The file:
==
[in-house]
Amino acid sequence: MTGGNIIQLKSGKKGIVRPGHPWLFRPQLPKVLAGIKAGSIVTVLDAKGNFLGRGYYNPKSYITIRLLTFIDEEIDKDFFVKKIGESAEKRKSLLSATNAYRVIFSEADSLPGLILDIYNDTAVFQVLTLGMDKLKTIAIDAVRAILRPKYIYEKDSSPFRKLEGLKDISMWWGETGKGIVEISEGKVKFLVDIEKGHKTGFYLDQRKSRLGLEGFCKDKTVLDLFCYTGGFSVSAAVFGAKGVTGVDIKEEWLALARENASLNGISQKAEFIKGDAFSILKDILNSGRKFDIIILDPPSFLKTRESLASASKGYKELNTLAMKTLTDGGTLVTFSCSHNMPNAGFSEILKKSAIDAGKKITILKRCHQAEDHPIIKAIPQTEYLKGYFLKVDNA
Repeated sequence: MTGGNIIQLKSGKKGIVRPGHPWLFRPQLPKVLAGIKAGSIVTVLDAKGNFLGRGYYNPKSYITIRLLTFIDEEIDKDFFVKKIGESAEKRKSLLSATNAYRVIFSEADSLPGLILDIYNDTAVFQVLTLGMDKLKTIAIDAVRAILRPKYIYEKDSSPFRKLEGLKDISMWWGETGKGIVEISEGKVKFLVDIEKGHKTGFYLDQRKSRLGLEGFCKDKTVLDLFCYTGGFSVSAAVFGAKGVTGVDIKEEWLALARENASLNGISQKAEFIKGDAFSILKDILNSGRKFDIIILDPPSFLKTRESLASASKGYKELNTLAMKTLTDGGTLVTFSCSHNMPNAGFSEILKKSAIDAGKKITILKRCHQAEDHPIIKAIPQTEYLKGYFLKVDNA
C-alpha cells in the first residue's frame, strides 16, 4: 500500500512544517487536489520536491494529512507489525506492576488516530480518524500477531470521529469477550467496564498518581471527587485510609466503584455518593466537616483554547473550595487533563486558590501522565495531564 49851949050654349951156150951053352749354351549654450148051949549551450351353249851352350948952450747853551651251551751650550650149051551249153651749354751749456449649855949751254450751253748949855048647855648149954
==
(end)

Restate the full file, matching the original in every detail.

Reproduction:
[in-house]
Amino acid sequence: MTGGNIIQLKSGKKGIVRPGHPWLFRPQLPKVLAGIKAGSIVTVLDAKGNFLGRGYYNPKSYITIRLLTFIDEEIDKDFFVKKIGESAEKRKSLLSATNAYRVIFSEADSLPGLILDIYNDTAVFQVLTLGMDKLKTIAIDAVRAILRPKYIYEKDSSPFRKLEGLKDISMWWGETGKGIVEISEGKVKFLVDIEKGHKTGFYLDQRKSRLGLEGFCKDKTVLDLFCYTGGFSVSAAVFGAKGVTGVDIKEEWLALARENASLNGISQKAEFIKGDAFSILKDILNSGRKFDIIILDPPSFLKTRESLASASKGYKELNTLAMKTLTDGGTLVTFSCSHNMPNAGFSEILKKSAIDAGKKITILKRCHQAEDHPIIKAIPQTEYLKGYFLKVDNA
Repeated sequence: MTGGNIIQLKSGKKGIVRPGHPWLFRPQLPKVLAGIKAGSIVTVLDAKGNFLGRGYYNPKSYITIRLLTFIDEEIDKDFFVKKIGESAEKRKSLLSATNAYRVIFSEADSLPGLILDIYNDTAVFQVLTLGMDKLKTIAIDAVRAILRPKYIYEKDSSPFRKLEGLKDISMWWGETGKGIVEISEGKVKFLVDIEKGHKTGFYLDQRKSRLGLEGFCKDKTVLDLFCYTGGFSVSAAVFGAKGVTGVDIKEEWLALARENASLNGISQKAEFIKGDAFSILKDILNSGRKFDIIILDPPSFLKTRESLASASKGYKELNTLAMKTLTDGGTLVTFSCSHNMPNAGFSEILKKSAIDAGKKITILKRCHQAEDHPIIKAIPQTEYLKGYFLKVDNA
C-alpha cells in the first residue's frame, strides 16, 4: 500500500512544517487536489520536491494529512507489525506492576488516530480518524500477531470521529469477550467496564498518581471527587485510609466503584455518593466537616483554547473550595487533563486558590501522565495531564 49851949050654349951156150951053352749354351549654450148051949549551450351353249851352350948952450747853551651251551751650550650149051551249153651749354751749456449649855949751254450751253748949855048647855648149954